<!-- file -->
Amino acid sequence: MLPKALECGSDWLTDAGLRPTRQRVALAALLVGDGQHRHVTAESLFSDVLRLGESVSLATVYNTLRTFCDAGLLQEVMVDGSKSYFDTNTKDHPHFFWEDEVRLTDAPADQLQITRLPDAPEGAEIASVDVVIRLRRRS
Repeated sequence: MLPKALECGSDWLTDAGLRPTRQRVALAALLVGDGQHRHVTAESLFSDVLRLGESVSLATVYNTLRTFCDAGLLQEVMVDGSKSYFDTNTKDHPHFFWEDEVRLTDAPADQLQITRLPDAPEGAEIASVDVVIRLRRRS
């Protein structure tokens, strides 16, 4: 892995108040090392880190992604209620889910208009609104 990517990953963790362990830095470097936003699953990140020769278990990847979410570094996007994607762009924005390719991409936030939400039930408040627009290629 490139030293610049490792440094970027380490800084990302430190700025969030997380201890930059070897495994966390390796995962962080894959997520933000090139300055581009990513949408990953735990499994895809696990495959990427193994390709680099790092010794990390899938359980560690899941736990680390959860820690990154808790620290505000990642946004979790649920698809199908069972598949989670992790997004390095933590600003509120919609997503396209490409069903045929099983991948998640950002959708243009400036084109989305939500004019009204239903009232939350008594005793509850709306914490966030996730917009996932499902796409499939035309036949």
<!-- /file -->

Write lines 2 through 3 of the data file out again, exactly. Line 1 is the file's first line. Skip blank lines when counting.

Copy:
Repeated sequence: MLPKALECGSDWLTDAGLRPTRQRVALAALLVGDGQHRHVTAESLFSDVLRLGESVSLATVYNTLRTFCDAGLLQEVMVDGSKSYFDTNTKDHPHFFWEDEVRLTDAPADQLQITRLPDAPEGAEIASVDVVIRLRRRS
């Protein structure tokens, strides 16, 4: 892995108040090392880190992604209620889910208009609104 990517990953963790362990830095470097936003699953990140020769278990990847979410570094996007994607762009924005390719991409936030939400039930408040627009290629 490139030293610049490792440094970027380490800084990302430190700025969030997380201890930059070897495994966390390796995962962080894959997520933000090139300055581009990513949408990953735990499994895809696990495959990427193994390709680099790092010794990390899938359980560690899941736990680390959860820690990154808790620290505000990642946004979790649920698809199908069972598949989670992790997004390095933590600003509120919609997503396209490409069903045929099983991948998640950002959708243009400036084109989305939500004019009204239903009232939350008594005793509850709306914490966030996730917009996932499902796409499939035309036949």